We understand that entry level officers (ELOs, we don’t know how many) felt particularly short-changed by these changes. These officers typically go out on their first two overseas tours on directed assignments. They go where they’re sent by the State Department. They get equity points based on danger pay and hardship differentials that help determine their next assignment. We should add that super high equity posts (like Iraq/Afghanistan, etc.) are not available to first tour officers. A large number of first tour officers end up in visa mill posts in Mexico, China, India, Brazil and posts in Africa. Which means that a 5-10% change in equity in the pecking order is noticeable.
I wonder if their CDOs say if you take Promisestan now with 15% danger pay and 20% hardship, you get bidding priority for say Buenos Aires or Madrid when you bid next time. Did the CDOs blink when they said that? By the time the ELOs bid, Promisestan had been downgraded to zero danger pay with hardship still at 20%. So ELOs who said yes to 35%, now had to make do with their 20%.
“A claim of fairness and transparency does not make it so,” one writes.
A senior government official had apparently told employees earlier that “this is not going to be such a big deal.” But for a number of employees just starting off on their careers at State, this is going to be a big deal. Somebody made them a promise, an inherent tradeoff when they started, and now they’re told they just have to suck it. We understand that despite efforts by AFSA, FSOs, and some posts themselves argued against danger pay changes or for mitigation — specifically including entry level bidding should these changes be imposed — management apparently had not been responsive.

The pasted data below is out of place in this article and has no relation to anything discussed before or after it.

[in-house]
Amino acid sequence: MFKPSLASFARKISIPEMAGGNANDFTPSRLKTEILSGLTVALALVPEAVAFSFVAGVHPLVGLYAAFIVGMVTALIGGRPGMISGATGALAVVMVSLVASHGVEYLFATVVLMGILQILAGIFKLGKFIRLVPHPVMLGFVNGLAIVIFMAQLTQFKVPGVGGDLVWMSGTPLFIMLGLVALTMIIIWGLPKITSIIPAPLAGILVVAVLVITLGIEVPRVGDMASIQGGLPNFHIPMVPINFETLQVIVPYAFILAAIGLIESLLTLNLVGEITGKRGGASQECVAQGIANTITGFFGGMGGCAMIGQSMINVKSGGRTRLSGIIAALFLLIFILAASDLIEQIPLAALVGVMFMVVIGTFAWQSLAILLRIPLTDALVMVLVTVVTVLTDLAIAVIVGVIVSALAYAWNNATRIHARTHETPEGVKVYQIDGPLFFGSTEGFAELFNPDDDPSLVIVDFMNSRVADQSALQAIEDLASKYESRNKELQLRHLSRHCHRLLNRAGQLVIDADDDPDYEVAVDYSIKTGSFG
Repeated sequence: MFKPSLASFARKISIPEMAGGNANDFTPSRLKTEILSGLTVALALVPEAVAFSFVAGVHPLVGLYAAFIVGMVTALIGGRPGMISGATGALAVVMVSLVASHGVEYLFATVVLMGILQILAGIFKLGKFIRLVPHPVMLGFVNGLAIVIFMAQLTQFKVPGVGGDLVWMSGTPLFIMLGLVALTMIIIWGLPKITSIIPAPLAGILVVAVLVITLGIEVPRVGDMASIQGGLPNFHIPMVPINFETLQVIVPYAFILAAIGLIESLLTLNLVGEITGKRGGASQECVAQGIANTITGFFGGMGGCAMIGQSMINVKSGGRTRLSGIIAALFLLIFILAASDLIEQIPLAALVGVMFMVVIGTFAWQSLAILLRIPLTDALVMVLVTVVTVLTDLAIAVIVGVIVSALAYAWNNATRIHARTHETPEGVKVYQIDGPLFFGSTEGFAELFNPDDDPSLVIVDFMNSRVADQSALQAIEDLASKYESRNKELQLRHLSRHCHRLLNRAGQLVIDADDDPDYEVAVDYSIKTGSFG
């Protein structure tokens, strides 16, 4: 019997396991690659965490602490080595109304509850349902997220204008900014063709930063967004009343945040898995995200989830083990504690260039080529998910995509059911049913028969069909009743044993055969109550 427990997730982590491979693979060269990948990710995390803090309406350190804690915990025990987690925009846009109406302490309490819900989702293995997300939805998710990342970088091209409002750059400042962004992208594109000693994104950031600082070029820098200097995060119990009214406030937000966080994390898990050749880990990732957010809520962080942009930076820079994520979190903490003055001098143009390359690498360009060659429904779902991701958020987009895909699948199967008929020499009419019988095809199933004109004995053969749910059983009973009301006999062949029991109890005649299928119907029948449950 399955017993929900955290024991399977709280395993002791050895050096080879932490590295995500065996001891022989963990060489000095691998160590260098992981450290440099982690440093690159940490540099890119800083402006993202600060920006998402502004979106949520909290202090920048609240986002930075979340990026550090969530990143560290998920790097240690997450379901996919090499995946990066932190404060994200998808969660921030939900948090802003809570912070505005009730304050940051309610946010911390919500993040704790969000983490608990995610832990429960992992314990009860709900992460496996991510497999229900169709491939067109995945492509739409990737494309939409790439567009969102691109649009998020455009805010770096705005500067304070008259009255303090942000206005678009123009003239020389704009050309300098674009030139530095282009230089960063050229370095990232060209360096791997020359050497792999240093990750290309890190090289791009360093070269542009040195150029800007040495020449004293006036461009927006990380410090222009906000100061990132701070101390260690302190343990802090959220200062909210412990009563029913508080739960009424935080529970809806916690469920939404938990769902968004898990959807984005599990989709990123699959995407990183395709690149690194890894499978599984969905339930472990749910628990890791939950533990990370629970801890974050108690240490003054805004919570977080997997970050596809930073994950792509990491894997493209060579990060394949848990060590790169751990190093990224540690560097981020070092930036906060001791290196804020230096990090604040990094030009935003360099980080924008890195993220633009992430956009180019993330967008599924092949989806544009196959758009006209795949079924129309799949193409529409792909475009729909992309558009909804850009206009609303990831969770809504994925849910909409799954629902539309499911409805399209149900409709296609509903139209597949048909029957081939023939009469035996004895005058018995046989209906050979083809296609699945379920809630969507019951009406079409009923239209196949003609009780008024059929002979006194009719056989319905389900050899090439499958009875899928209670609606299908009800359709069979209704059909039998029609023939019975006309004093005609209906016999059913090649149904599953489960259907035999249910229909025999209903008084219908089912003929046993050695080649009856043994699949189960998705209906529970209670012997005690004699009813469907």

We sent the following to DGHR on Twitter but he, too, has not been responsive.
@StateDG ELOs sold on high equity posts by CDOs during A100 are short-changed by updated #dangerpay for second tour bids. Who can I talk to?
We estimate that this affects the bidding of a small range of A-100 classes, perhaps some members in the 174th-180th classes. And perhaps that’s the problem? A small number of entry level FSOs, though no fault of their own, are negatively impacted in their bidding options by these changes. And the somebodies at the State Department — from M, DGHR, DS, CDA, PRI — have decided that the negative impact to these newbies are acceptable.
Say — isn’t this kind of like going on a cross country A-Z train with the fares changing midway through the trip? Suddenly, here comes the conductor asking for additional fares somewhere at the P stop, even if you’ve originally paid up to get to the Z stop.
The Yoda conductor delivers the bad news:
So sorry, just doing the job, I am. P stop not as good as Z stop. But F stop, it is not.
If throw up, you must, use bucket under coach seat, please.
QUESTION: But do you know who signed off on her having a private server?
MR TONER: Who signed off on her? I don’t, no.
QUESTION: I mean —
QUESTION: Did anybody?
MR TONER: Again, I’m not going to answer that question. I’m not going to litigate that question from the podium.
QUESTION: So you’re saying that nobody signed off on her having a private server?
MR TONER: No. I’m saying – look, everyone – there were – people understood that she had a private server. I think we’ve talked about that in the past.
QUESTION: What level was that knowledge? How high did that go up in this building?
MR TONER: I mean, you’ve seen from the emails. You have an understanding of people who were communicating with her, at what level they were communicating at, so —
QUESTION: Was there anybody in this building who was against the Secretary having her own private server?